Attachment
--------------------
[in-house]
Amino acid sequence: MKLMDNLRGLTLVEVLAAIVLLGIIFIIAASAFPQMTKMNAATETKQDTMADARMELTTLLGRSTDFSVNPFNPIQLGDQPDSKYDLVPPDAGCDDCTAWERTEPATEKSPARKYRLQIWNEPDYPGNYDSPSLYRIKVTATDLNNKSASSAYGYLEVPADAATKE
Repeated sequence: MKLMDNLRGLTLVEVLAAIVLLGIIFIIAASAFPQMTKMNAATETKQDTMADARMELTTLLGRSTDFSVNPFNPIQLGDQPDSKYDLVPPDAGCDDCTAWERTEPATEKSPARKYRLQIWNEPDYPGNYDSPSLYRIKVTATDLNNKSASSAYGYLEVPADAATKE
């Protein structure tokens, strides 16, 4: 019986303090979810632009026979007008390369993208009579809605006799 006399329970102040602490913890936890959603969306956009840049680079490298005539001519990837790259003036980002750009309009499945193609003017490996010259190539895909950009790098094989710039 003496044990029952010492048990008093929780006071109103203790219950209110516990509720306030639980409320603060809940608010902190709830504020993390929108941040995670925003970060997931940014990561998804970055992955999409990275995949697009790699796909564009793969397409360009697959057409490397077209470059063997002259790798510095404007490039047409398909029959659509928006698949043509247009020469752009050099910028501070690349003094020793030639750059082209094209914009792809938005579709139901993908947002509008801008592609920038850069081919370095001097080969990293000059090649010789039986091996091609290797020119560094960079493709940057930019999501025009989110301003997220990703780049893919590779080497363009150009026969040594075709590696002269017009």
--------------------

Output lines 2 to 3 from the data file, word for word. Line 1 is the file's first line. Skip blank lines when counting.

Amino acid sequence: MKLMDNLRGLTLVEVLAAIVLLGIIFIIAASAFPQMTKMNAATETKQDTMADARMELTTLLGRSTDFSVNPFNPIQLGDQPDSKYDLVPPDAGCDDCTAWERTEPATEKSPARKYRLQIWNEPDYPGNYDSPSLYRIKVTATDLNNKSASSAYGYLEVPADAATKE
Repeated sequence: MKLMDNLRGLTLVEVLAAIVLLGIIFIIAASAFPQMTKMNAATETKQDTMADARMELTTLLGRSTDFSVNPFNPIQLGDQPDSKYDLVPPDAGCDDCTAWERTEPATEKSPARKYRLQIWNEPDYPGNYDSPSLYRIKVTATDLNNKSASSAYGYLEVPADAATKE